Whether you are a novice or expert at food plots for deer, whether you plan to plant 2 plots or 10 on your land this year, the first and most critical step to success is to do a soil test and determine the pH of the dirt you’ll be working.
Some soils are heavier than others…other dirt is lighter. Some soils hold moisture longer…some dirt dries fast… You get the idea–not all dirt is created equal. By testing the soil where you’ll be planting to determine its exact pH, you’ll know how much lime and/or fertilizer you’ll need for the planting process and optimal forage growth.
This test kit from Whitetail Institute gives you everything you need and makes it a breeze. Dig a dirt sample, put in a Ziplock and mail in to their lab. Easy-to-read results are emailed to you within the week, and often in a day or two. Best part: professional consultation from the pros at the Institute is included, and you can follow up with a call to their 800 number for further recommendations and to answer specific questions.
If you want to grow better food plots, this will be the best $15 you ever spent on Amazon Prime.
Good luck and have fun playing in the dirt!
you can also get a test done for FREE from every county ag dept. in the USA takes about 2 weeks. “IF ” you skip the test a good rule of thumb is 4 tons of pulverized or 2 tons of pelletized lime per acre and a fertilizer of 10/10/10 at 300# per acre, that will get most crops used for food plots out of the ground. Legumes such as clover, peas make their own nitrogen and are a good first plot ’cause they will grow most anywhere in spring or fall add nitrogen back into the soil. I plant a mixture of 40% clover 30% oats 30% dakion radish (or purple top turnip). The radish and turnip grow easily provide a late season forage make their own nitrogen and will loosen tight soils.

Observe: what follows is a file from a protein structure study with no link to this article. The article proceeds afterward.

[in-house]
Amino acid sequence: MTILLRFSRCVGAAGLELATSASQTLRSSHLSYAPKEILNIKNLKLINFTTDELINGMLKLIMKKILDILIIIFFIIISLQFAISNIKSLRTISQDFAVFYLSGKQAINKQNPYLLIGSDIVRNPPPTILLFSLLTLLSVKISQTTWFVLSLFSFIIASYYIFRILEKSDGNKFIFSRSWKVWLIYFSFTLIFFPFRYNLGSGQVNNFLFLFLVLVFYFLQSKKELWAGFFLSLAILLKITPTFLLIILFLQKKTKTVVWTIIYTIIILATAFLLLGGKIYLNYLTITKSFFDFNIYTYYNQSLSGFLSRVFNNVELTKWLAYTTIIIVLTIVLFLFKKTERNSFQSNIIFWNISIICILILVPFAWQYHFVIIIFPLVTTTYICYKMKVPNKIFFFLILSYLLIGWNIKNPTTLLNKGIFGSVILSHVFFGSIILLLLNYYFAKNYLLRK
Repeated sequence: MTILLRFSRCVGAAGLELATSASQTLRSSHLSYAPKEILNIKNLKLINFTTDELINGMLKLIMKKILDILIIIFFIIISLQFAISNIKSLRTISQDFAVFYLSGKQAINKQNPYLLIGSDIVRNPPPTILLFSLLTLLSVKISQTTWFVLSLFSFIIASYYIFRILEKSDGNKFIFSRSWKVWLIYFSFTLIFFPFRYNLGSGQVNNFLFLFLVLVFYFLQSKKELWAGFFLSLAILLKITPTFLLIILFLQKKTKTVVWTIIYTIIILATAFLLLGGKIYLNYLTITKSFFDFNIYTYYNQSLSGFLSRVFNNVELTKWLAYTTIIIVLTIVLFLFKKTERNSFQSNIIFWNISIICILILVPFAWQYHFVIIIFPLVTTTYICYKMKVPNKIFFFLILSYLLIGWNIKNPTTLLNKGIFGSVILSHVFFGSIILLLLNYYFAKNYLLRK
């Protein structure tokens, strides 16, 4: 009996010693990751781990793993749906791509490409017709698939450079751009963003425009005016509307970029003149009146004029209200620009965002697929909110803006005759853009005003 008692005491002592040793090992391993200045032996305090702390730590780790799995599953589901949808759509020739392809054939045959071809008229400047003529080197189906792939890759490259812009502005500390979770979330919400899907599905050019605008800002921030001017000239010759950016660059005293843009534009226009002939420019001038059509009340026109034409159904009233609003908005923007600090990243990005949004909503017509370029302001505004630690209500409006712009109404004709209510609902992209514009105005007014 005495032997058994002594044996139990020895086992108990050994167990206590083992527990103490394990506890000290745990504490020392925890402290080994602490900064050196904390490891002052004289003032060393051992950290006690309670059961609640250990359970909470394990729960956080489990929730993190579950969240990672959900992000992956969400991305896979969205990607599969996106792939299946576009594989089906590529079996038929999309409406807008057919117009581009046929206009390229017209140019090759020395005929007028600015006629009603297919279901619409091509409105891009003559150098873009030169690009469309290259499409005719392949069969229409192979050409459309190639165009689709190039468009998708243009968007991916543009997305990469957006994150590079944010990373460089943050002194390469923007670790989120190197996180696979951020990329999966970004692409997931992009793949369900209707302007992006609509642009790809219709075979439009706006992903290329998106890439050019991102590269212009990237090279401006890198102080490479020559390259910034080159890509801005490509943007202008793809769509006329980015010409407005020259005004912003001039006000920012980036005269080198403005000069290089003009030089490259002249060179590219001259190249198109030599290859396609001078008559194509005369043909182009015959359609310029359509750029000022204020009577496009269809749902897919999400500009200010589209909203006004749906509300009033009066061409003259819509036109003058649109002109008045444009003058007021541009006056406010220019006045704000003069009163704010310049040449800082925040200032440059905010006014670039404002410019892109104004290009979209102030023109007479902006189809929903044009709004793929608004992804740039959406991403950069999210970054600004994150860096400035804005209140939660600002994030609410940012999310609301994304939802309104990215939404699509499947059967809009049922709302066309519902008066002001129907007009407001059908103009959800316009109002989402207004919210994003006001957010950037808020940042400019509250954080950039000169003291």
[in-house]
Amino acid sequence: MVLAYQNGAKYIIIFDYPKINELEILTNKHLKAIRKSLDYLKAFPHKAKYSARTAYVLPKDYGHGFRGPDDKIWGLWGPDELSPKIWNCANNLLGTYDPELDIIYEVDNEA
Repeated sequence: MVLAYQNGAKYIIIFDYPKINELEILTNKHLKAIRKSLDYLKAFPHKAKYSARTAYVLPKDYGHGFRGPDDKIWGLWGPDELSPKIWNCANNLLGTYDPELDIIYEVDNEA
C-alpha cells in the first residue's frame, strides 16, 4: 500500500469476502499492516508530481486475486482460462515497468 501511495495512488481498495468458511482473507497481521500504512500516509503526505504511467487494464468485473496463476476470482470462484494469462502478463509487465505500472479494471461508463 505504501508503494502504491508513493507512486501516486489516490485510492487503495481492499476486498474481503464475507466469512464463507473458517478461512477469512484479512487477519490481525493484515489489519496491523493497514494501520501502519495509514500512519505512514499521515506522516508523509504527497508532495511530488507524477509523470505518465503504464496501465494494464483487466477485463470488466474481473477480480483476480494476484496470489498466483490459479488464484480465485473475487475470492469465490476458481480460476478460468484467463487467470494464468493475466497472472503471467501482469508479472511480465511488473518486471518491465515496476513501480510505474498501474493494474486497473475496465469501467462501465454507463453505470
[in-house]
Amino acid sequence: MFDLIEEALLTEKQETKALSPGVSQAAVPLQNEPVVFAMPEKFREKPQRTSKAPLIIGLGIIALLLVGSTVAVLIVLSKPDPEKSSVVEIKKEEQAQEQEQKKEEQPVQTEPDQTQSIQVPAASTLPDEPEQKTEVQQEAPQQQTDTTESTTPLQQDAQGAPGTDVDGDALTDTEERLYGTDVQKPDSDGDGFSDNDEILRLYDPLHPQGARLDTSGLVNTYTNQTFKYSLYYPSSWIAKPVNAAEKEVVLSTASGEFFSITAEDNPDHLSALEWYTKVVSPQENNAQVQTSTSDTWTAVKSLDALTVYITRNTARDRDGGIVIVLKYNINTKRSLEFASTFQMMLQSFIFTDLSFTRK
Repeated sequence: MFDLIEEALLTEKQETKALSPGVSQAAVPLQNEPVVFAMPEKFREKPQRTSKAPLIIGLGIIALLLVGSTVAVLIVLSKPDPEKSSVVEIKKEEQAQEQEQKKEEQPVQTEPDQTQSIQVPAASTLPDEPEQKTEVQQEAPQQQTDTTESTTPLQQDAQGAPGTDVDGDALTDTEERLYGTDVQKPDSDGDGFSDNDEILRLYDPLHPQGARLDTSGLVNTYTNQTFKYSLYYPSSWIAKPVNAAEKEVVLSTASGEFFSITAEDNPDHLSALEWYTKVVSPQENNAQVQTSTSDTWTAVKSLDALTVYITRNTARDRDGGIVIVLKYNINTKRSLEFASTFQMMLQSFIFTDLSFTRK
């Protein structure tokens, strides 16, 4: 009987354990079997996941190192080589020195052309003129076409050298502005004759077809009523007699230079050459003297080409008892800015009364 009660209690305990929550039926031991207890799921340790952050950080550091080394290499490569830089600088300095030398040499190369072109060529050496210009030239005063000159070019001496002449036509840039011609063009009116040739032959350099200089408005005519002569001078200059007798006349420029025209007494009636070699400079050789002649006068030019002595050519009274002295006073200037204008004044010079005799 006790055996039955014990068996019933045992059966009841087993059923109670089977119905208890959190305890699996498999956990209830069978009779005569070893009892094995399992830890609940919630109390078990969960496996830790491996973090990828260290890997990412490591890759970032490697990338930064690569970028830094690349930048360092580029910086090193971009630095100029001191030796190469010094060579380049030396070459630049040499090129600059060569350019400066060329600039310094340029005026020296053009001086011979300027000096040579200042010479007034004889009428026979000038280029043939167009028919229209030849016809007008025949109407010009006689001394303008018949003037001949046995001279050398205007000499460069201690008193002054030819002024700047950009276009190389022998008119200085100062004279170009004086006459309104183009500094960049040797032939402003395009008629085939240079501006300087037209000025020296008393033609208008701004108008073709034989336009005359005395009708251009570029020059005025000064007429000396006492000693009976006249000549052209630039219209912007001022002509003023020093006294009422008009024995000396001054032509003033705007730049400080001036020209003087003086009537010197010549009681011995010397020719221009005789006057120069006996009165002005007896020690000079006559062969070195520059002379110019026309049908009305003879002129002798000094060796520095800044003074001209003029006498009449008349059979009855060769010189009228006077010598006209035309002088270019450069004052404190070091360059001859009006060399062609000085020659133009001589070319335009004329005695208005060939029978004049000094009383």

The NO-TILL seeds and mixtures are a waste of good money they are mostly ryegrass that once planted deer will rarely eat and it is very hard to get rid of… and yes you still need a soil test and lime and fert. to get them to grow.